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SIGNIFICANT TREATIES OF THE 14

TH
CENTURY (1401-1499)
IS421- MWF- 1:30-2:30 PM
Camacho, Alyssa
Espiritu, Mildred
Silviderio, Kym
Tega, Suzette

Peace of Thorn (1411)
The (First) Peace of Thorn was a peace treaty formally ending the PolishLithuanianTeutonic
War between allied Kingdom of Poland and Grand Duchy of Lithuania on one side, and the
Teutonic Knights on the other. It was signed on 1 February 1411 in Thorn (Toru), one of the
southernmost cities of the Monastic State of the Teutonic Knights. Unfortuantely, the Peace of
Thorn had a negative long-term impact on Prussia.
Treaty of Canterbury (1416)
The Treaty of Canterbury (15 August 1416) culminated diplomatic efforts between Henry V of
England and Sigismund and resulted in a defensive and offensive alliance against France. This,
in turn, led the way to resolution of the papal schism.
Treaty of Melno (1422)
The Treaty of Melno or Treaty of Lake Melno was a peace treaty ending the Gollub War. It was
signed on September 27, 1422, between theTeutonic Knights and an alliance of the Kingdom of
Poland and the Grand Duchy of Lithuania at Lake Melno. The treaty resolved territorial disputes
between the Knights and Lithuania regarding Samogitia.
Treaty of Arras (1435)
The congress gave rise to the Treaty of Arras, which was signed in 1435 and became an
important diplomatic achievement for the French in the closing years of the Hundred Years' War.
Treaty of Lodi (1454)
The Treaty of Lodi, also known as the Peace of Lodi was a peace agreement between Milan,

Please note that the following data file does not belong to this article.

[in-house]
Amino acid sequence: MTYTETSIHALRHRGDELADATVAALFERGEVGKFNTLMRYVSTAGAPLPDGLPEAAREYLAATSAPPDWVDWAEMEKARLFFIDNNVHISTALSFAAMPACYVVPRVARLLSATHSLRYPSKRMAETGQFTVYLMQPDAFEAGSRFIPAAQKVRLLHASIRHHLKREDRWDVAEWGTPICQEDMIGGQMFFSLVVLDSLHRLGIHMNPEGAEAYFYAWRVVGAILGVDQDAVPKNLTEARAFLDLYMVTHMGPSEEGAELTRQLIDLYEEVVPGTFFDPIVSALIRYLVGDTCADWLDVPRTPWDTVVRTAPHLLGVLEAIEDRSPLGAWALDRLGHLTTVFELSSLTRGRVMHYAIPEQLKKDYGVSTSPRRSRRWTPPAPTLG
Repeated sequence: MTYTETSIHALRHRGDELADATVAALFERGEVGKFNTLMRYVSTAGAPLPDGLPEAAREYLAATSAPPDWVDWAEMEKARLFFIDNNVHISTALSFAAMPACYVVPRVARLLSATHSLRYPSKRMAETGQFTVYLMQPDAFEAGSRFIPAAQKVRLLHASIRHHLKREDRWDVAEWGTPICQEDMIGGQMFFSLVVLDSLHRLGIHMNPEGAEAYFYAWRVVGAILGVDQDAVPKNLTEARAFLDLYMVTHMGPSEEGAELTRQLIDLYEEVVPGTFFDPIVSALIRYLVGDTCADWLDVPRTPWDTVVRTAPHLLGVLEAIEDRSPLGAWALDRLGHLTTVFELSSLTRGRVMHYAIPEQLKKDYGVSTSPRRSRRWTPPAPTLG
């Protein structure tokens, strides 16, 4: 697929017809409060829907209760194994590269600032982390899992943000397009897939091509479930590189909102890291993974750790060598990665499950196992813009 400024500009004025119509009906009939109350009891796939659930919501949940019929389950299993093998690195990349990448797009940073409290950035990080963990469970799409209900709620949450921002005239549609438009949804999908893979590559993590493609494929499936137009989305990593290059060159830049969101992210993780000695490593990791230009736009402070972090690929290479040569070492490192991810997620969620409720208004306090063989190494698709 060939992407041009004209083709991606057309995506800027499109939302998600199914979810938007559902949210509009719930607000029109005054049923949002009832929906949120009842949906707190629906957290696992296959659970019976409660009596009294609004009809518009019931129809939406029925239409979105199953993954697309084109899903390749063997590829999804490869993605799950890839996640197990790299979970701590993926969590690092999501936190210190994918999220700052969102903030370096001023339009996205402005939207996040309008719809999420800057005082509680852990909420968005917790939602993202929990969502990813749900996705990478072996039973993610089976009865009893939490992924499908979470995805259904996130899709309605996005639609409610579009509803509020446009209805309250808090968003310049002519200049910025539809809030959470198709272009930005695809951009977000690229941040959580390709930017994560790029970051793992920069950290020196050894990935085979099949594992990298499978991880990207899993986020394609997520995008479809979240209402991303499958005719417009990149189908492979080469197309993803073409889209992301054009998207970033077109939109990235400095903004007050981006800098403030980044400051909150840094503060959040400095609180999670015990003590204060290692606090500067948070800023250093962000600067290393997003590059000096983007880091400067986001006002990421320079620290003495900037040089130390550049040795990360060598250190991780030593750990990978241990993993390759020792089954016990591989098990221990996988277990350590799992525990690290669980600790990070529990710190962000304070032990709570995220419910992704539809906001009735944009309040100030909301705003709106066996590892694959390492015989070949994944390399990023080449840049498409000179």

Naples, and Florence signed on April 9, 1454 at Lodi in Lombardy, on the banks of the Adda. It
established permanent boundaries between Milanese and Venetian territories in Northern Italy,
along the river Adda. Some scholars have argued that the Treaty provided a proto-Westphalian
model of an inter-city-state system (as opposed to an inter-nation-state system) following a
century of incessant warfare in Northern Italy. It functioned to temporarily institutionalize a
regional balance of power in which outright warfare gave way to diplomacy.
Second Peace of Thorn (1466)
The Second Peace of Thorn of 1466 was a peace treaty signed in the Hanseatic city of Thorn
(Toru) on 19 October 1466 between the Polish king Casimir IV Jagiellon on one side, and the
Teutonic Knights on the other. The treaty concluded the Thirteen Years' War (14541466) which
had begun in February 1454 with the revolt of the Prussian Confederation.
Treaty of Constantinople (1479)
The Treaty of Constantinople was signed on January 25, 1479, which officially ended the fifteen-
year war between the Republic of Venice and the Ottoman Empire. The agreement was
established as a result of the Ottomans having reached the outskirts of Venice.
Treaty of Grenada (1491)
The Treaty of Granada was signed and ratified on November 25, 1491 between Boabdil, the
sultan of Granada, and Ferdinand and Isabella, the King and Queen of Castile, Len, Aragon and
Sicily. It ended the Granada War which had started in 1482, culminating in the siege and battle
of Granada beginning in spring 1491. The treaty guaranteed a set of rights to the Moors,
including religious tolerance and fair treatment in return for their surrender and capitulation. The
Alhambra Decree of March 1492 revoked some protections provided to Granadan Muslims and
Jews.
Peace of Pressburg (1491)
The second Peace of Pressburg (also known as the Treaty of Pressburg) is a peace treaty
concluded in Pressburg that brought a resolution to the earlier Austrian-Hungarian War (1477-
1488). It was signed on 7 November 1491 between Maximilian I, Holy Roman Emperor and
King Vladislaus II of Bohemia and Hungary.
Treaty of Tordesillas (1494)
The Treaty of Tordesillas signed at Tordesillas on 7 June 1494, divided the newly discovered
lands outside Europe between Portugal and Spain along a meridian 370 leagues west of the Cape
Verde islands. It was intended to resolve the dispute that had been created following the return of
Christopher Columbus and his crew. The lands to the east would belong to Portugal and the
lands to the west to Spain. The treaty was ratified by Spain, 2 July 1494 and by Portugal, 5
September 1494.